Rech History, Family Crest & Coats of Arms
Rech is an ancient Norman name that arrived in England after the Norman Conquest of 1066. The Rech family lived in Hampshire. Their name, however, is a reference to Riche, in Lorraine, France, the family's place of residence prior to the Norman Conquest of England in 1066. Another equally valid derivation of the name suggests that it is patronymic, which means it was adapted from the first name of the original bearer's father. According to this version it comes from the Norman personal name Richard. Rech is a classic example of an English polygenetic surname, which is a surname that was developed in a number of different locations and adopted by various families independently.
The name was "probably an abbreviation of Richard, than an epithet implying wealth,"   but may have also have originated in France as "Riche was near Nancy, in Lorraine." 
"Rich is a characteristic west of England name, being most frequent in Somerset and Wiltshire. Those of Somerset are most numerous in the Bridgewater district, whilst those of Wiltshire are most frequent in the Malmesbury district. Le Rich was the name of a Hampshire family of the 14th century."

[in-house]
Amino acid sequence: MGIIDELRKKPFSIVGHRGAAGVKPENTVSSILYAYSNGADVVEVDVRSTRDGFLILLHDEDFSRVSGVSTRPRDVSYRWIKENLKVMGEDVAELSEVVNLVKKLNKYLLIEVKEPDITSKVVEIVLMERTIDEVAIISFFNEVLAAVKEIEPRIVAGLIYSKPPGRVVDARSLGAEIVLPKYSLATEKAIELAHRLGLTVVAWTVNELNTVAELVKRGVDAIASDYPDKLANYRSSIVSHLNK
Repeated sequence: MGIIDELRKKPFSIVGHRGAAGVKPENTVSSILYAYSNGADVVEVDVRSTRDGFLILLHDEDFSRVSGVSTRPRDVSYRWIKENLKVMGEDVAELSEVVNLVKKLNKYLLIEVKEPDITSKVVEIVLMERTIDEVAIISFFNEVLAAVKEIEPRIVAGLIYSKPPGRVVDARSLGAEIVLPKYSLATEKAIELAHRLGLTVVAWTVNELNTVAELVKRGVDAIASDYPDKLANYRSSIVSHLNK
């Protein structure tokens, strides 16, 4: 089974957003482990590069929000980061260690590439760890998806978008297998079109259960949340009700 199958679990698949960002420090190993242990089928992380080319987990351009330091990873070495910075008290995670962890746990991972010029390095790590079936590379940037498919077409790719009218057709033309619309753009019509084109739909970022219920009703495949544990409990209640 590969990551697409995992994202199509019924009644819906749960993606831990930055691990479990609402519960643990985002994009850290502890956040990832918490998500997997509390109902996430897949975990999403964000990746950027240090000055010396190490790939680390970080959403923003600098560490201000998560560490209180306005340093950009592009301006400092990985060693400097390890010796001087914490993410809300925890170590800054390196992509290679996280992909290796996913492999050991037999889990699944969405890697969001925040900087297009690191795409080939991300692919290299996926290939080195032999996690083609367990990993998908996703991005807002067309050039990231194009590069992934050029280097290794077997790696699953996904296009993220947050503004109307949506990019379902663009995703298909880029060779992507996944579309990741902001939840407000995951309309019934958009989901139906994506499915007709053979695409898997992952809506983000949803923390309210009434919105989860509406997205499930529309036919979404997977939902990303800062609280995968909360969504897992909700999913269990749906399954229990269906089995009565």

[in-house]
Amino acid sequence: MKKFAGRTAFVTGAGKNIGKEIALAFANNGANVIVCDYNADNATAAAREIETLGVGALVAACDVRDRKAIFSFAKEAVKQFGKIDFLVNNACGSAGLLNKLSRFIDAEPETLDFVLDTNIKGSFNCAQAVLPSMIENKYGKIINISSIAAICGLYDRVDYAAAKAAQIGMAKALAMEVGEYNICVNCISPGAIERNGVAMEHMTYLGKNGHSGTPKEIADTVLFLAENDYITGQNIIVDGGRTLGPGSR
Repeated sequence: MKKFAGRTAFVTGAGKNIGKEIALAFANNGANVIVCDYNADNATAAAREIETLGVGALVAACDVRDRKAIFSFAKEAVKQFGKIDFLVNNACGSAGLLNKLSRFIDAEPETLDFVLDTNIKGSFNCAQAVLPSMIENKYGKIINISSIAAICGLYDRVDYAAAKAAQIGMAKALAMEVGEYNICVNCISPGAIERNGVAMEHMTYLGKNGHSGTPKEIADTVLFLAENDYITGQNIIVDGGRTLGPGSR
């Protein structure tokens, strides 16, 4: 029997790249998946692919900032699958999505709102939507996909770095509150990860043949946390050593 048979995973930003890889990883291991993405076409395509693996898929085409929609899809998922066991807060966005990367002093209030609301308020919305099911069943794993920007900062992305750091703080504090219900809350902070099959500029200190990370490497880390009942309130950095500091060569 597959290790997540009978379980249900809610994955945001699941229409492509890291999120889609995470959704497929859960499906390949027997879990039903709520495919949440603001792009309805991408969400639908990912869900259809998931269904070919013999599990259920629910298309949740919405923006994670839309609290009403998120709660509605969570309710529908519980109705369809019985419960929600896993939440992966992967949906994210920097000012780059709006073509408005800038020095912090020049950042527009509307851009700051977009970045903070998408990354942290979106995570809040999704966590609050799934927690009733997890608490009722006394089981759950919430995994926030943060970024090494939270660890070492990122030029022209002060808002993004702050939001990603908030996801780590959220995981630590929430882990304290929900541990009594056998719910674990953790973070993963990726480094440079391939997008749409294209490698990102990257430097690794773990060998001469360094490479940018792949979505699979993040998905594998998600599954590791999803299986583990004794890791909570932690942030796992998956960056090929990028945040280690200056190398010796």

Early Origins of the Rech family
The surname Rech was first found in Hampshire where the first on record include Edmund Rich, Saint Edmund (1175-1240) English churchman, who became Archbishop of Canterbury. He was born at Abingdon and his father's name was Edward or Reinald Rich. His father withdrew to the monastery of Evesham, or more probably to Ensham, near Oxford. 
Thomas filius Ricun, was listed in the Hundredorum Rolls in Huntingdonshire in 1274. 
Robert Rich ( fl. 1240), was an English biographer, second son of Reginald and Mabel Rich of Abingdon, and younger brother of St. Edmund Rich, Archbishop of Canterbury.
Another source notes that the Hundredorum Rolls of 1273 also included three listings of the family with early spellings, all found in Oxfordshire: Henry le Ryche; Hugo le Ryche; and Bruman le Riche.